The Price of Independence - Rough - Day 4

Days passed uneventfully as the pair made their way along the Southern Road. The last of the guard towers were long past the day before when the road began to turn gradually to the east. Altman checked the map on the letter carefully. “I think this is it. We should turn west here.”
Deman inspected the map himself, uncertainty written on his features. “Are you sure we haven’t gone too far already? Not that I don’t trust you, my friend, but you haven’t spent all of your time traveling. Are you sure you know how to judge these things?”
Altman sighed. “No, I’m not sure. But the road just started turning to the east, right? Does that not match what we see here?”
“Yes, I could see it that way, I suppose. I was expecting a sharper turning point like we see there,” he said, pointing a touch further down.
They bickered for a bit, then finally agreed to turn off when Altman pointed out they merely had to find a long stream that meandered through the woods and lead to the valley where it disappeared under the hills near the valley’s mouth.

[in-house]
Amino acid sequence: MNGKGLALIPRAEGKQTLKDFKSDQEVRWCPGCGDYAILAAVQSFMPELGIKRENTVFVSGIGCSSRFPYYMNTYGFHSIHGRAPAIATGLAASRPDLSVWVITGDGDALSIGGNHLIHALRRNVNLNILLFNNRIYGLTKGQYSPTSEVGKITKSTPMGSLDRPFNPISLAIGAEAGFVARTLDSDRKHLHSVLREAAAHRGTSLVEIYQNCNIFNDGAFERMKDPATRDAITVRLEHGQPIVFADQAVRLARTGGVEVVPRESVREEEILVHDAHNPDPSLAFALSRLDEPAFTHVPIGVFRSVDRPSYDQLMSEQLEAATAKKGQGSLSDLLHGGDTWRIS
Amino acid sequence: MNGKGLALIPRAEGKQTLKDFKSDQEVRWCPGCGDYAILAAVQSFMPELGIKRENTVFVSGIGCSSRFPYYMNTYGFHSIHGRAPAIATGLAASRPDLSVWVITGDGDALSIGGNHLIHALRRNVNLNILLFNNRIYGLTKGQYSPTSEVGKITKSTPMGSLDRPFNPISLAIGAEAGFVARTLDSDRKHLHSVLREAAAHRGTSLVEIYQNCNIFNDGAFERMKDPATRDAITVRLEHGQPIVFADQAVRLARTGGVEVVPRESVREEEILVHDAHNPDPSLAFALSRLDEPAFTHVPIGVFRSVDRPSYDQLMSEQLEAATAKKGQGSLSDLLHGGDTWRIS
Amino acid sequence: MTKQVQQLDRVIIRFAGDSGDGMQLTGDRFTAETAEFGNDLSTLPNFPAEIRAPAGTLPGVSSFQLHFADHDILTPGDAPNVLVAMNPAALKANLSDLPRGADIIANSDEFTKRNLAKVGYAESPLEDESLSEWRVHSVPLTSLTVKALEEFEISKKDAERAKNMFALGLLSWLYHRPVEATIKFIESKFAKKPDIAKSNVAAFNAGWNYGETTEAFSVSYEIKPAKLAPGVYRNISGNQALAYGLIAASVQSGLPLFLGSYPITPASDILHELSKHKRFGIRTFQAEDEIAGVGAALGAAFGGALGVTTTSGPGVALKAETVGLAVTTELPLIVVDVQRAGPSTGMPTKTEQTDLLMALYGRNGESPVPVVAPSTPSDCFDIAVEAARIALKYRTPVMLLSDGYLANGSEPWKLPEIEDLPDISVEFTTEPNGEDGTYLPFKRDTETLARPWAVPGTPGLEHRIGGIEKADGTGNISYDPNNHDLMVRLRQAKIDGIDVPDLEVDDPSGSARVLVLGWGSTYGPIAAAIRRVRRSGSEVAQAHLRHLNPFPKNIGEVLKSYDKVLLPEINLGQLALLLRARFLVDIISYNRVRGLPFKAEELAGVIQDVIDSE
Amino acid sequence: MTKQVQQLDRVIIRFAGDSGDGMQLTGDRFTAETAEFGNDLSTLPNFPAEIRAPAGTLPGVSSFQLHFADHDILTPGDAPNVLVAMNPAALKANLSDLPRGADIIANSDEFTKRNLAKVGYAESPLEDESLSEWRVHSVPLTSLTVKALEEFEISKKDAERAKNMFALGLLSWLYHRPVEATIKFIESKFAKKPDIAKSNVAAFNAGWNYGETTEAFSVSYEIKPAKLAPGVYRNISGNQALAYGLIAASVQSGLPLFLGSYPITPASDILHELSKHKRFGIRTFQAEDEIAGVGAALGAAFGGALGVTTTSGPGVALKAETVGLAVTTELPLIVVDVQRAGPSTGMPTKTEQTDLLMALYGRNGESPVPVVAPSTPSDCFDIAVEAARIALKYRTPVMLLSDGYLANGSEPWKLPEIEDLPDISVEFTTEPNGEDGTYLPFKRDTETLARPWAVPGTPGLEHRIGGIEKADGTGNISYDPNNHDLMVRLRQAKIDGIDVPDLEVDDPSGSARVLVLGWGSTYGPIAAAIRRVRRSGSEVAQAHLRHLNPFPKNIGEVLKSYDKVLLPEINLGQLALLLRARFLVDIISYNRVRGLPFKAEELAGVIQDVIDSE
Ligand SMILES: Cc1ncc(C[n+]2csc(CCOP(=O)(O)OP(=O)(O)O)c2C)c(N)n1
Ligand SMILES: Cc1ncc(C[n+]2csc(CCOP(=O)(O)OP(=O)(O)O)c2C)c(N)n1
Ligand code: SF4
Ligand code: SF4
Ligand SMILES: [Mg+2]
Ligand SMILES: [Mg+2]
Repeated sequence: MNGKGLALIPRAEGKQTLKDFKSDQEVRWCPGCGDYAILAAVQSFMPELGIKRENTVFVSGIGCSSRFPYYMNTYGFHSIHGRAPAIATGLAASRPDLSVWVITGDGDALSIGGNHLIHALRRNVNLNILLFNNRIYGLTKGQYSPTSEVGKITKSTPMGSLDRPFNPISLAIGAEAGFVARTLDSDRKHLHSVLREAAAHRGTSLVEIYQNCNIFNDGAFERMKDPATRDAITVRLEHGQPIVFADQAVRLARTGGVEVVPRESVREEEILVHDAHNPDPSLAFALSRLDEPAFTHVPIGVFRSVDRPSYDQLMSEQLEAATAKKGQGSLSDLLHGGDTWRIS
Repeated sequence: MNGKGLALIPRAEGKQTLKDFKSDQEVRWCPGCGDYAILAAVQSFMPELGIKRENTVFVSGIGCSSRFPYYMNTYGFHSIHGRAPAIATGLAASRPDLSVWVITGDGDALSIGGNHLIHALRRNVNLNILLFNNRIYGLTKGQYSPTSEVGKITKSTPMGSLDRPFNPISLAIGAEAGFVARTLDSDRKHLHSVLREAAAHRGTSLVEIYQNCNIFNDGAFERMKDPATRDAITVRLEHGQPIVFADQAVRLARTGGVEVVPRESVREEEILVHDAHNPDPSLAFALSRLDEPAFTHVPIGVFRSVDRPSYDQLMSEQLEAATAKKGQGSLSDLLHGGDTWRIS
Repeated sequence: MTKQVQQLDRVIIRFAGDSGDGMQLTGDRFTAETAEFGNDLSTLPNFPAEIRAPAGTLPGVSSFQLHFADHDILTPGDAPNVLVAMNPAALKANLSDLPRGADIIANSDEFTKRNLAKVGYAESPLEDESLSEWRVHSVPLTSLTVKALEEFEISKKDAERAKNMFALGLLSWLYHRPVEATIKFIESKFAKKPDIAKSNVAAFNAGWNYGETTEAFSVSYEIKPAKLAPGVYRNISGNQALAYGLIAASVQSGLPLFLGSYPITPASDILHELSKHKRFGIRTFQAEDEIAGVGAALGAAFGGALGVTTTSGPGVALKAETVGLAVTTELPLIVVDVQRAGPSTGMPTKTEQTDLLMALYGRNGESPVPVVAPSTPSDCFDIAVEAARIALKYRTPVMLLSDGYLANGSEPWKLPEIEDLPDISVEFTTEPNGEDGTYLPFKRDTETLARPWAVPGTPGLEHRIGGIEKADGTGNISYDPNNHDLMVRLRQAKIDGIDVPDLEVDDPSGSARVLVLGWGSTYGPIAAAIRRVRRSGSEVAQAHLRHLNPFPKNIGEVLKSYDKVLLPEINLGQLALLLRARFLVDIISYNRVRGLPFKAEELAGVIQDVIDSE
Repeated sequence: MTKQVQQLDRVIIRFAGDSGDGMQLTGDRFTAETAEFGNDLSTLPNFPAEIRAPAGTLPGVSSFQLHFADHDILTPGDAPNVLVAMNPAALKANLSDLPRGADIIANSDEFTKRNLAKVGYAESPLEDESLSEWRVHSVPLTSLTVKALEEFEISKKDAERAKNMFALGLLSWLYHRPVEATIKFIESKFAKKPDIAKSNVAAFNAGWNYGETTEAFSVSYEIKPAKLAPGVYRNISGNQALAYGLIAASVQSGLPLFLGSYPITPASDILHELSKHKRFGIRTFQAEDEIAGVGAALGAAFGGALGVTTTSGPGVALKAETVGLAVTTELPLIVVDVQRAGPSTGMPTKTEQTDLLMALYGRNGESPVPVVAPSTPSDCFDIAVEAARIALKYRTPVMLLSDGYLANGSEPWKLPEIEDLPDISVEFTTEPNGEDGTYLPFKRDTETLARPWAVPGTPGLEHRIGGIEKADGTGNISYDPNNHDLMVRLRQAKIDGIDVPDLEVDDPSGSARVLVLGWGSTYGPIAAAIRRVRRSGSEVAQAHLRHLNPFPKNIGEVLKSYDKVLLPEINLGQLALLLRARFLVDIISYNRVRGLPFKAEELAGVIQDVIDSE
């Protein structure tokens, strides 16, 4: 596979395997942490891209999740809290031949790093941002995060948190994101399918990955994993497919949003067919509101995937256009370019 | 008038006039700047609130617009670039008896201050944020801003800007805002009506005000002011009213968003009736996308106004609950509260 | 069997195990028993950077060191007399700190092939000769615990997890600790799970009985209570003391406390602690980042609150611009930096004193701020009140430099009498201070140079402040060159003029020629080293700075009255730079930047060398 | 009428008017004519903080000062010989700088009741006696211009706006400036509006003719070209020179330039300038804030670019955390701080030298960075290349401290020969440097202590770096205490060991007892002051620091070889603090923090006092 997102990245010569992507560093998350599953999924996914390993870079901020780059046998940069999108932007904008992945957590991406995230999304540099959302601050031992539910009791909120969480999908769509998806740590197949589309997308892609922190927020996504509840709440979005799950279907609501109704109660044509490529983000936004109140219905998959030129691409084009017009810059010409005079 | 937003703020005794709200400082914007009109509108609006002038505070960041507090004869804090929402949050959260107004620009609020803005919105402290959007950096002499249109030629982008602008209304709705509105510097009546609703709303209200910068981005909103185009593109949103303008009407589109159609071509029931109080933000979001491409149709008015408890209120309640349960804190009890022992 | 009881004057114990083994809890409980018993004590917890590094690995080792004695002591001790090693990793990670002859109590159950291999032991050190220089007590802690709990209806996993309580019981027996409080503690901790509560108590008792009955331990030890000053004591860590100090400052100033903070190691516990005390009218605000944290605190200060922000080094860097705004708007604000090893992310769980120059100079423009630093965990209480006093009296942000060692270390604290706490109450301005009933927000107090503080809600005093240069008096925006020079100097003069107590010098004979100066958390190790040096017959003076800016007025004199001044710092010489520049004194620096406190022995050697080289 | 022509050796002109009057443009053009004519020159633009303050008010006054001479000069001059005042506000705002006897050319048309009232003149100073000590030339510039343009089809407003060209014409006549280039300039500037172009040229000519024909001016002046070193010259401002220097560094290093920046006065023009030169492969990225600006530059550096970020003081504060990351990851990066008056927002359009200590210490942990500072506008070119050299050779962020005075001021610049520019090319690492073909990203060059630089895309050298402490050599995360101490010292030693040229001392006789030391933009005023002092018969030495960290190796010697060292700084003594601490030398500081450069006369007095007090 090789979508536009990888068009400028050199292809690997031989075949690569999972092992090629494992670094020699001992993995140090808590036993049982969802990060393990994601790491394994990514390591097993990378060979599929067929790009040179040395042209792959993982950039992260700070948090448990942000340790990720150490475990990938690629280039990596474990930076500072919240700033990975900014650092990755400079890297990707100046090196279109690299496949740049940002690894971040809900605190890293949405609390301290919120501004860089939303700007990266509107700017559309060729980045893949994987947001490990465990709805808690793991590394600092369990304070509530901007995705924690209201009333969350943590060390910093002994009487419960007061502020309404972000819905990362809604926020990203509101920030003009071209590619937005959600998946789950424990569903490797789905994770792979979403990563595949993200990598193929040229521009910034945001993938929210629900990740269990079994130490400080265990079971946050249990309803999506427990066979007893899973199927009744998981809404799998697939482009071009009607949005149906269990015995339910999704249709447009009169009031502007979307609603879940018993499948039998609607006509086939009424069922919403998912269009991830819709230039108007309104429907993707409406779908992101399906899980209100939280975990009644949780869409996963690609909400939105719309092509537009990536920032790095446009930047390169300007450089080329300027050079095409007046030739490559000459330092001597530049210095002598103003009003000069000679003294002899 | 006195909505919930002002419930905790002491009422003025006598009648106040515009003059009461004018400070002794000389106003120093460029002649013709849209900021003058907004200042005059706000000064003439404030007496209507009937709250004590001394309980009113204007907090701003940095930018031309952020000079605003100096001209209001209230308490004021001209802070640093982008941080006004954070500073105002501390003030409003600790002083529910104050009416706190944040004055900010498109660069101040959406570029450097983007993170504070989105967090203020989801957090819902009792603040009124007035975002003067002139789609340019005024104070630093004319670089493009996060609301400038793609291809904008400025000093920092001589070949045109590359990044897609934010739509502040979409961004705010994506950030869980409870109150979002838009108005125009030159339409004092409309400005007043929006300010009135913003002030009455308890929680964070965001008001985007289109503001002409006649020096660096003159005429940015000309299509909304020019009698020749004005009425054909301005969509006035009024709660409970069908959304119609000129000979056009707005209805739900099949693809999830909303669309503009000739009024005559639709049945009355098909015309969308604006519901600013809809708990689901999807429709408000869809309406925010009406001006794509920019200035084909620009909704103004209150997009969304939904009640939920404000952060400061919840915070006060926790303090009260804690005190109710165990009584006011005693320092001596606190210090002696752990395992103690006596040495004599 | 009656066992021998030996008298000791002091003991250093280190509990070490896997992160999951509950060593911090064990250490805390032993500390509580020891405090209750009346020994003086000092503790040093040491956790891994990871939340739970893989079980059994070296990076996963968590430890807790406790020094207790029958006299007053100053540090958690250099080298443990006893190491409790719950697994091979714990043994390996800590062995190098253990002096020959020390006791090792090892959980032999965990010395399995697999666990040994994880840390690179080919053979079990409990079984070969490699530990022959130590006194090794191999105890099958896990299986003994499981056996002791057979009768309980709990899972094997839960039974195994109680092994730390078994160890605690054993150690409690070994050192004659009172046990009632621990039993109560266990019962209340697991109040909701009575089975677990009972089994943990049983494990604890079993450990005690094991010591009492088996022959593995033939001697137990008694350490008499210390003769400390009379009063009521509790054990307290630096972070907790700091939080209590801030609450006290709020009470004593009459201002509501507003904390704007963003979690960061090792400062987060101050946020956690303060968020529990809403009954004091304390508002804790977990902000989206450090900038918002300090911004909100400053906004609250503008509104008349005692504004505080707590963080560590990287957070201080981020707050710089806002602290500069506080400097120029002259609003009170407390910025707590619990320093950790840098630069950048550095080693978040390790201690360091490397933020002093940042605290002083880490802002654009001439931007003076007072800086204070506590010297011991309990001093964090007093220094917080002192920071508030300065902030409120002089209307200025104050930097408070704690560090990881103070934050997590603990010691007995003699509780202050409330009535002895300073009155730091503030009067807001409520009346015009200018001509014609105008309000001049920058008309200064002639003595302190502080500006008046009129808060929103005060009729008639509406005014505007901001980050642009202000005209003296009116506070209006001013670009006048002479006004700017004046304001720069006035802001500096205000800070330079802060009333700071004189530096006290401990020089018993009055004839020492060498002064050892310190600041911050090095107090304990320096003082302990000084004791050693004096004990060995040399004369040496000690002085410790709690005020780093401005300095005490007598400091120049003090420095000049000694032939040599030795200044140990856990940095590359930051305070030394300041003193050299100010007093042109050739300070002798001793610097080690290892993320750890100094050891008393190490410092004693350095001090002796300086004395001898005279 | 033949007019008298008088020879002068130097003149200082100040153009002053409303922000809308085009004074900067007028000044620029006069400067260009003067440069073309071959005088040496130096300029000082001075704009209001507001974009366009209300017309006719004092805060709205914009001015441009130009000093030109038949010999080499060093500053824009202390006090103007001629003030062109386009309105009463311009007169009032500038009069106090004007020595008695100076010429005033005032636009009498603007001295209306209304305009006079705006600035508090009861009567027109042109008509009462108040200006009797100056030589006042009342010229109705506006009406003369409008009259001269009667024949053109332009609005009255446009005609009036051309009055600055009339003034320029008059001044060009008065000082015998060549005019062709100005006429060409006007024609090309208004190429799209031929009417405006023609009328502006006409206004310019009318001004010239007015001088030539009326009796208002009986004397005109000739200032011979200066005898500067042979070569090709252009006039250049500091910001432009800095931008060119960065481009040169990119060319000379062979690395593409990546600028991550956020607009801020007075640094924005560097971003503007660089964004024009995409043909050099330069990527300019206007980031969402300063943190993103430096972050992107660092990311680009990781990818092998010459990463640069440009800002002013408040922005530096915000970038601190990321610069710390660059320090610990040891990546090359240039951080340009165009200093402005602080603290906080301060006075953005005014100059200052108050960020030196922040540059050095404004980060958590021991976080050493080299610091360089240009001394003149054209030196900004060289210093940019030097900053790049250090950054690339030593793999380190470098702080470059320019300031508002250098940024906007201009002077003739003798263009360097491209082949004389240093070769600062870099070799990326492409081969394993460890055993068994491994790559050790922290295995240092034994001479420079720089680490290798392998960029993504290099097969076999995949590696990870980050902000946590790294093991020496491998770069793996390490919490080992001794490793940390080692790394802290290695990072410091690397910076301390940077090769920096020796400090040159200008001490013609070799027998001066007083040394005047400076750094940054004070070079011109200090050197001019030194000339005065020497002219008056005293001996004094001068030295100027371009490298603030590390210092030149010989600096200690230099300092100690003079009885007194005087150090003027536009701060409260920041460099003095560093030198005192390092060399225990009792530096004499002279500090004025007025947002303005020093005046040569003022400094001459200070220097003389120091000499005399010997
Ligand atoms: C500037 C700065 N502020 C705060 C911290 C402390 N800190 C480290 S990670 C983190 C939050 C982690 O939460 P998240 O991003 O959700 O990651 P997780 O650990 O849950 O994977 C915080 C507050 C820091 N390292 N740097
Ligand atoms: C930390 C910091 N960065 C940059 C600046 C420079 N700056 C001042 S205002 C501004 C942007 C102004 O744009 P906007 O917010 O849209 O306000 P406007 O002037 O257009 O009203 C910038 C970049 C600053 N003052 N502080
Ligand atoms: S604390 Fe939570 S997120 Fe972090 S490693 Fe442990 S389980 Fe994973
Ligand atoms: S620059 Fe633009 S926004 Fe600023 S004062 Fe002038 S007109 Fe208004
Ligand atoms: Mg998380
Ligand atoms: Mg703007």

They were only a few hours past the Southern Road, off into the woods on what Altman assumed must be a game trail when a sudden quieting of the woods pricked at his attention. It surprised him, back in the recesses of his attention, just how used to the subtle sounds of the woods you could get even when you’d never spent any time in them in your life. Nothing showed you just how used to it you were until they were suddenly gone. Even the sound of the wind in the trees seemed to have died off.
Altman searched intently ahead of them, trying to see anything that might have spooked the wildlife. Dem looked back the way they’d come.
“You there!” he called. Altman turned his horse awkwardly. It took him a few seconds, but not more than 20 meters back, he thought he saw an off-color shape flitting from tree to tree. His horse edged closer, which he took as a good sign; didn’t horses edge away from danger? If they recognized it as danger, at least?
Dem sat his horse with an air of caution, radiating uncertainty. The rustling in the brush grew louder.
Altman’s horse started forward again, and suddenly a figure melted out of the shadows of the trees.
It was a person, and not an overly tall one. Coarse brown trousers and a dull green hooded travel cloak obscured the figure’s sex, but something in the movement made Altman identify it as a female. She was slight of build and moved with an economy of motion and ease of posture that spoke of experience. Altman was about to speak again when she raised one hand and put a finger to her lips. He bit back the words.

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